Mark and Alice Richmond

Feeding Off Family Heritage and the World’s Best Blueberry Smoothies  

IMG_1764Mark and Alice Richmond of Box R Ranch in Visalia are your AHO blueberry farmers. The enchantingly named Southmoons, Stars, Emeralds, and Jewel blueberry varieties dot the bushes on the seven acres at their home place, named after Mark’s grandfather’s Midwestern cattle ranch.

Mark and Alice bought their home place just outside of Visalia about ten years ago. Before that, they were “regular town people” with regular jobs. Mark was an elementary school teacher and principal for  twenty-five years, and Alice works as a bookkeeper. The two grew up in Tulare, and met and were married there thirty-five years ago.

The home place was a walnut orchard at that time, and Mark jumped into farming wholeheartedly, discovering the ins and outs of a profession he had previously only watched from a distance. Alice had grown up on a dairy and her father had been a row crop farmer, so farm life was familiar to her, and she was happy to get back to the country. After a few years, they made the switch to blueberries.

IMG_1774Mark had always been charmed by the visits to his grandfather’s ranch in Oklahoma as a child and feels that farming his seven acres connects him to his family history.

“I’m pretty nostalgic. That old green John Deere out there,” he said pointing to an antique tractor in the yard, “My granddad had a tractor just like that. I just remember the farm and how in those days, people all had little farms and that’s how they made their living. It wasn’t a matter of having money in the bank or having extra money to buy toys with or something, it was a matter of putting food on the table and that’s how they made their ends meet. I like that,” he concluded.

Jumping into farming as a supplement for Mark’s retirement from teaching has been a family project. The Richmond’s do all the work themselves except the pruning and harvest, jobs that require more hands. Tax season ends just in time for harvest, so during the years Mark was still working at the school, Alice would run the harvest crews for ten hours a day for six weeks every year. She also keeps the books for the farm, putting to use her twenty-six years of experience with grower statements, pack outs, and crunching numbers for farmers.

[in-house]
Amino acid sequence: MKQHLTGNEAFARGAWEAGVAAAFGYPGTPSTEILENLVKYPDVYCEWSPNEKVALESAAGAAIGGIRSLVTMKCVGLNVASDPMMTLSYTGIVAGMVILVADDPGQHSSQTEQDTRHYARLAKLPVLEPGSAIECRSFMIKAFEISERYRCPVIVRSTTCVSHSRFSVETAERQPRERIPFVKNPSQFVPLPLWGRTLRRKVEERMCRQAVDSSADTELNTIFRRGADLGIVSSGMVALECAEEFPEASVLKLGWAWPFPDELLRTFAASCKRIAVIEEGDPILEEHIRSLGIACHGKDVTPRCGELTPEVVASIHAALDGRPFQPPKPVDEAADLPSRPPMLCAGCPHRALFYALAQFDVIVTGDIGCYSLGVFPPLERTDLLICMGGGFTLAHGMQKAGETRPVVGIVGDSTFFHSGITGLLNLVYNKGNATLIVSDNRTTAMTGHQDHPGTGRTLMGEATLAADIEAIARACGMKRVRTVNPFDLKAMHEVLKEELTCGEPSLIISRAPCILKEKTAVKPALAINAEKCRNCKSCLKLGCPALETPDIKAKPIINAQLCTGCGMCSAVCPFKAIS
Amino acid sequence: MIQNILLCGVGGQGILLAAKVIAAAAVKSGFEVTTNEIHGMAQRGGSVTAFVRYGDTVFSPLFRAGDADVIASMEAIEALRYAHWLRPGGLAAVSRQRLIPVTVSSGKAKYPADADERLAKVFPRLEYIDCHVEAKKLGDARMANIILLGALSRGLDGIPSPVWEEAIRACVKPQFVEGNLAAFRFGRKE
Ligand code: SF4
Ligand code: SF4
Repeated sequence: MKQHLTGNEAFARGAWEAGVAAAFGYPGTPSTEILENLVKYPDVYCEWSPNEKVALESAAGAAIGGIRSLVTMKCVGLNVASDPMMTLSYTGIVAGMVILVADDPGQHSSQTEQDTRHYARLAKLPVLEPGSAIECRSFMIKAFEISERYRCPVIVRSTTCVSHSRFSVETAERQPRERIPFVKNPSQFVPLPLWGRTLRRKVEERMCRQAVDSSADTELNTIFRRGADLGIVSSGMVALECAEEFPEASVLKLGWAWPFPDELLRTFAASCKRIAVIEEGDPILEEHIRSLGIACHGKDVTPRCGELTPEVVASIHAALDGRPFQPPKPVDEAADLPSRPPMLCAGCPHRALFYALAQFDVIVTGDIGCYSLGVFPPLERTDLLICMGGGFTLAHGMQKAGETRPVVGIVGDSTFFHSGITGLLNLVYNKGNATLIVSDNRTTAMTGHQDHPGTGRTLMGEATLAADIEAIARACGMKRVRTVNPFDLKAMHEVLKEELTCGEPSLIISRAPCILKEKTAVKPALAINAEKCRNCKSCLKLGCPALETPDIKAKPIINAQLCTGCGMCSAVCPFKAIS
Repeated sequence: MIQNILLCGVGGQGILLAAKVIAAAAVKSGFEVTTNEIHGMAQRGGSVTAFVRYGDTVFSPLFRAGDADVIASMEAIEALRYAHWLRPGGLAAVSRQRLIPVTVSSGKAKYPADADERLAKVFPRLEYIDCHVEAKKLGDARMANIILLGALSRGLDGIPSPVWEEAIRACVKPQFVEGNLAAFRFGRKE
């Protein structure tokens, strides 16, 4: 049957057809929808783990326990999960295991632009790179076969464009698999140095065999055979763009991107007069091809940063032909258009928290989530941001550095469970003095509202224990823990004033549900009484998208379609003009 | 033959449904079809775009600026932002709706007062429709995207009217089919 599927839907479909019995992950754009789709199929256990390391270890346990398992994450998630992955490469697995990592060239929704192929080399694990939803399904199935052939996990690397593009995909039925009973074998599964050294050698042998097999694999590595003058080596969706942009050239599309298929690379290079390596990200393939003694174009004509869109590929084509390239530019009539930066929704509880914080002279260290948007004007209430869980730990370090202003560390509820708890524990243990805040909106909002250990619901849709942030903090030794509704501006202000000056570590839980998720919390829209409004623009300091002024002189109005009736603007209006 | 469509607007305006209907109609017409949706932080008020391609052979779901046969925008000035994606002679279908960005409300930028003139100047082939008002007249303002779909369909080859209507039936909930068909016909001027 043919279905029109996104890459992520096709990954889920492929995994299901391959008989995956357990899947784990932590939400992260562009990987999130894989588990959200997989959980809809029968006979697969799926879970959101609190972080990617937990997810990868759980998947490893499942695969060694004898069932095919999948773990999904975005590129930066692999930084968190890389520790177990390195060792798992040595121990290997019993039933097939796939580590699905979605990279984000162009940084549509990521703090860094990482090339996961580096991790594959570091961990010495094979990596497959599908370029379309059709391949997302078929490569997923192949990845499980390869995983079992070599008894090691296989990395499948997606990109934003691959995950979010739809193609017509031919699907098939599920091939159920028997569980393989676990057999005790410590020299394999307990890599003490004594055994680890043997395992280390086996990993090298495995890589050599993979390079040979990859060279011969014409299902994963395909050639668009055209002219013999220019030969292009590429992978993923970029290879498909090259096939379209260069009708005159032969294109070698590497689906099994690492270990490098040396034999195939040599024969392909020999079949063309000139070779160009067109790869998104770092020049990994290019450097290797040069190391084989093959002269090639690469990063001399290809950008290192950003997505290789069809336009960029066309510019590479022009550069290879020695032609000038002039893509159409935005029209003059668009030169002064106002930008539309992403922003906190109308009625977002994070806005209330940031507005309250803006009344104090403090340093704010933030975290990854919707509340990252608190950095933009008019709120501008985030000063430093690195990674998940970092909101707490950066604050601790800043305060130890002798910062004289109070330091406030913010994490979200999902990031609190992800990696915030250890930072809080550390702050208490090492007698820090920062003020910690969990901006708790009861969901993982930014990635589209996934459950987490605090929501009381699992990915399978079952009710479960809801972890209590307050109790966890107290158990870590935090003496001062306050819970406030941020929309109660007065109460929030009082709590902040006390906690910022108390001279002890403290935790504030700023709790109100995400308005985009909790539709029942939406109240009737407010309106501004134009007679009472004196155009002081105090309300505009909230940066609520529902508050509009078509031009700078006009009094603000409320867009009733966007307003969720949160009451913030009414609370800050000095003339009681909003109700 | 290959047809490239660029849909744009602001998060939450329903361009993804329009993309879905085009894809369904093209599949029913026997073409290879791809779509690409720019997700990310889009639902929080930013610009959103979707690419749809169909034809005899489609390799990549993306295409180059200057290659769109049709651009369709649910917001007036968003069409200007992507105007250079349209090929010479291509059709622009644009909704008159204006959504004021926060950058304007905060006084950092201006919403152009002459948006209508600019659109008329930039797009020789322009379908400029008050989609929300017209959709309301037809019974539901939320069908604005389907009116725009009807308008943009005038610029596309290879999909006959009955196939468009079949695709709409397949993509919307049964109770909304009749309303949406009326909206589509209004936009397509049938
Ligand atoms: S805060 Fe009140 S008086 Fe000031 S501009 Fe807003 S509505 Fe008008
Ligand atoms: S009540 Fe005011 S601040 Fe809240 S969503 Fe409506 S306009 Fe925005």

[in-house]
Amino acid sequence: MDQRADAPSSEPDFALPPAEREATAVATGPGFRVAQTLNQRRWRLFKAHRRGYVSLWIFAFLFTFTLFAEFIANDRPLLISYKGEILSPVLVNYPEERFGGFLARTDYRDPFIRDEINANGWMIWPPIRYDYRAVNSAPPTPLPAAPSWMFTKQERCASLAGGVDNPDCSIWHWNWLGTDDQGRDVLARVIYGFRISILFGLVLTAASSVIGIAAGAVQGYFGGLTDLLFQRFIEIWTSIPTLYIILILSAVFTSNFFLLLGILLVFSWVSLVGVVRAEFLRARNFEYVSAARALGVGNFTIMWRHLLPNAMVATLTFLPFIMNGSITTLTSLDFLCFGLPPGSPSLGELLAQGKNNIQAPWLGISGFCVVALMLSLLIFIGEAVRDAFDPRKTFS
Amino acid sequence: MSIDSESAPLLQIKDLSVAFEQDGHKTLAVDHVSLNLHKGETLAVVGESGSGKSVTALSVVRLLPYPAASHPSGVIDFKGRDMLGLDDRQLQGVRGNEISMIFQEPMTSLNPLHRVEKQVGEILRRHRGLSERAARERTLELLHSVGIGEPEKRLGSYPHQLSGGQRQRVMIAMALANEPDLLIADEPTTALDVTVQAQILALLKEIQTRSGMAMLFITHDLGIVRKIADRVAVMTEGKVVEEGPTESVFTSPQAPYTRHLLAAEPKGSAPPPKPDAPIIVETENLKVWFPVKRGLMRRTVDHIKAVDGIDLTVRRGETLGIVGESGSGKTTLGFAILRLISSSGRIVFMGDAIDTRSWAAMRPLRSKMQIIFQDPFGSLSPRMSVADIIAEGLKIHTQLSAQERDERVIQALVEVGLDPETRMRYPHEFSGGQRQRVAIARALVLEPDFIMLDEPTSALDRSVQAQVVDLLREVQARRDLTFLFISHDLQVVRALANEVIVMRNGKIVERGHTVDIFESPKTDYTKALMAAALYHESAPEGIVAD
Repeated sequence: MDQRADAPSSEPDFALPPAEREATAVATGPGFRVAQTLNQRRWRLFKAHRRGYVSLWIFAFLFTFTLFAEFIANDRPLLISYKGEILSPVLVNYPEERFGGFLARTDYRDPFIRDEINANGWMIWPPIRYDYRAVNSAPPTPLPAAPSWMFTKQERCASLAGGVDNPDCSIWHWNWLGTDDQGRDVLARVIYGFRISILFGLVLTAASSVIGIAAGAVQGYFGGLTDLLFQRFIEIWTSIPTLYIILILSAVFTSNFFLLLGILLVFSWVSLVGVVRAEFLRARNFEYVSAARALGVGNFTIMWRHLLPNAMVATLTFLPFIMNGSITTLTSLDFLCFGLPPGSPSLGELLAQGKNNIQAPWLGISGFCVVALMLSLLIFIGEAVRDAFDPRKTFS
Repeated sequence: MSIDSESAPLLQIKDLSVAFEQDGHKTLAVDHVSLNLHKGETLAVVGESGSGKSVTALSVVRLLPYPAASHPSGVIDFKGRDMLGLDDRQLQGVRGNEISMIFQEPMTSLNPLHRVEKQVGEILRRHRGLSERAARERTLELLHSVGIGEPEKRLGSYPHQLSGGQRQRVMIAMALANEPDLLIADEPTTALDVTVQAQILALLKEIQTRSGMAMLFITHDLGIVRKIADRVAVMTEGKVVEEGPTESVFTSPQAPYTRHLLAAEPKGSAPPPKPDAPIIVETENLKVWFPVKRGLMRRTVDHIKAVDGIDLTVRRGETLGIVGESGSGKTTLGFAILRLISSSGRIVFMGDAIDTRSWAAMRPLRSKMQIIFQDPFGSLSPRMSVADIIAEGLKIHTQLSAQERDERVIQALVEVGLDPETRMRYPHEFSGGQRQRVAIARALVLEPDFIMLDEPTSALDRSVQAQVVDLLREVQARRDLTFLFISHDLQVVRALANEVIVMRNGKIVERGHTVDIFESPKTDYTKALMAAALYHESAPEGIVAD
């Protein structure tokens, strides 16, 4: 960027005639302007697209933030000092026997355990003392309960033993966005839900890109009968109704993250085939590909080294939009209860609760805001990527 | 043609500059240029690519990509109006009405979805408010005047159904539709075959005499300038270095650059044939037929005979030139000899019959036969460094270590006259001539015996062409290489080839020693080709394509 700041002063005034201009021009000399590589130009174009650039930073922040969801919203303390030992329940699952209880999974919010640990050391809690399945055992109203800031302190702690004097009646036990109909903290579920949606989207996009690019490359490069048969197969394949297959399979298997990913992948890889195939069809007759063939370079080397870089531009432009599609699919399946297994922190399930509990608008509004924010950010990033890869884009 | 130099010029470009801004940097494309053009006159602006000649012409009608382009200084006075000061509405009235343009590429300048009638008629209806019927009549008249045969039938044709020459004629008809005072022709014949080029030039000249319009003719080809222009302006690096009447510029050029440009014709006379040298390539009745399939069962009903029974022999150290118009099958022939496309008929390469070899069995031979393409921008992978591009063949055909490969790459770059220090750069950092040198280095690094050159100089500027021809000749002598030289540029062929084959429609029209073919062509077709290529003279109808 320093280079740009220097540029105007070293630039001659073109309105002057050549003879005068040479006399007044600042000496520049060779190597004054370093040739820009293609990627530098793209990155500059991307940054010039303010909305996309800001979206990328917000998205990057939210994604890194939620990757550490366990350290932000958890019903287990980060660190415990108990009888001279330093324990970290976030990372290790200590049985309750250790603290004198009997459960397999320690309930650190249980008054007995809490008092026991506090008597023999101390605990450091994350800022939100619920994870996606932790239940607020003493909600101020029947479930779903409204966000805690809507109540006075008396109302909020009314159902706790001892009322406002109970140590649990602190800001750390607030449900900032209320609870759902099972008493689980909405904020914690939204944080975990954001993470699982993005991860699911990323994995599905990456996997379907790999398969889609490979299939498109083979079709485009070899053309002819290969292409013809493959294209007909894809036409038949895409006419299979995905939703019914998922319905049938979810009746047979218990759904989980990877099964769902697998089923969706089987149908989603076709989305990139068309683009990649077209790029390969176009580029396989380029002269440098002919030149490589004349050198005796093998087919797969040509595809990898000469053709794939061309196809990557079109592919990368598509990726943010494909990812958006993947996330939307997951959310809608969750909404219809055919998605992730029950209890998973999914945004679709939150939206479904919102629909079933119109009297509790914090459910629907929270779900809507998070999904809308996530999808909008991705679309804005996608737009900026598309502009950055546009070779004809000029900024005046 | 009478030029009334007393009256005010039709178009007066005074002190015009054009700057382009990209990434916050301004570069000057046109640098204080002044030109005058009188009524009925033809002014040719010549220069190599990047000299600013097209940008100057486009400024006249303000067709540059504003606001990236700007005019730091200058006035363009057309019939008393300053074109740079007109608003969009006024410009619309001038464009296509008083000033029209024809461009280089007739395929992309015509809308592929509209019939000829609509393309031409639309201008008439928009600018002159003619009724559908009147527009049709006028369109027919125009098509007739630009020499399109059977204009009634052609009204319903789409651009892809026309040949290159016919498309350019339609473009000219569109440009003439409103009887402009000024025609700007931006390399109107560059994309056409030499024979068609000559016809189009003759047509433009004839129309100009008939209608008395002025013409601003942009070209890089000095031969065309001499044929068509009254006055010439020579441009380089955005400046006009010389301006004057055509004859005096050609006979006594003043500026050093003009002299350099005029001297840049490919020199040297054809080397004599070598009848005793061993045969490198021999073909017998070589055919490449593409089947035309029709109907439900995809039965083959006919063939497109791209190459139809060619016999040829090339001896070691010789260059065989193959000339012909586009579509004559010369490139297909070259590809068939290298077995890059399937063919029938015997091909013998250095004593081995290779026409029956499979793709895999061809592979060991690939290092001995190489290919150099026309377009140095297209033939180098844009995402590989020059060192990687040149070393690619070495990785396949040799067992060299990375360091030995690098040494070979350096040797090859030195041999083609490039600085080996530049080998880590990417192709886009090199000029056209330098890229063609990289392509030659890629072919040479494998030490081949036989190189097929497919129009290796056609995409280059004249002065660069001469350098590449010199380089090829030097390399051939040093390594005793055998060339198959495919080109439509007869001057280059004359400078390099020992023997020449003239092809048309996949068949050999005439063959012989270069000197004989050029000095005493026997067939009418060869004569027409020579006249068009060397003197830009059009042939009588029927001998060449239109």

IMG_1771“That helps a lot,” Mark said about Alice’s accounting know-how.

Working outdoors, passing a morning driving the tractor down the rows of berries, watching the plants grow and develop, it’s all a joy for Mark, one he takes pride in. And even when the school year is over, Mark has homework to do in the field. He usually works all day on Saturday, and for three or four hours after coming home from school, tackling weeds, mulching, monitoring, keeping the fields clean.

“I wage war on weeds,” he said smiling, “It’s a war between me and them and I take it pretty serious that I’m going to win. And you almost have to approach it that way if you’re an organic farmer, otherwise they’d really take over the plants.”

This year, retirement has made Mark into a full time blueberry farmer, so those weeds had better look out.

When the Richmond’s started farming blueberries, they bought a freezer and it is packed. It has to be; Farmer Mark has a blueberry smoothie for breakfast every morning.

IMG_1744“When I was teaching, I took one to school with me every single morning and people would say, ‘There goes Richmond with his coffee.’ But it was a blueberry smoothie, every morning,” he said. “I notice that my mind is always clear and thinking, I think it really helps with that, I think my overall physical health is better too.”

Mark and Alice aren’t the only ones benefiting from the wealth of blue gems in their fields. Seeing as they’re as generous as they are sincere about the joy of watching a berry go from green to red to blue, folks in their sphere don’t go long without a blueberry experience. Alice, who has a very credible sounding claim to the best blueberry muffin recipe in the world, bestows pails of blueberries upon her co-workers during harvest and Mark would always bring an annual batch of his famous smoothie to school for all the kids to try.

Mark and Alice’s two sons, each grown and with a non-farming careers of their own, have taken interest in the new family business.

IMG_1747“I was watching Mark and the two boys out in the field, and they were walking the rows, noticing the different sands, and different soils, and it was just neat to see the family out there together, that’s what it’s all about.” Alice said, recounting a recent Saturday on the farm.

 Mark and Alice’s blueberries make an appearance seasonally in you Abundant Harvest Organics subscription box.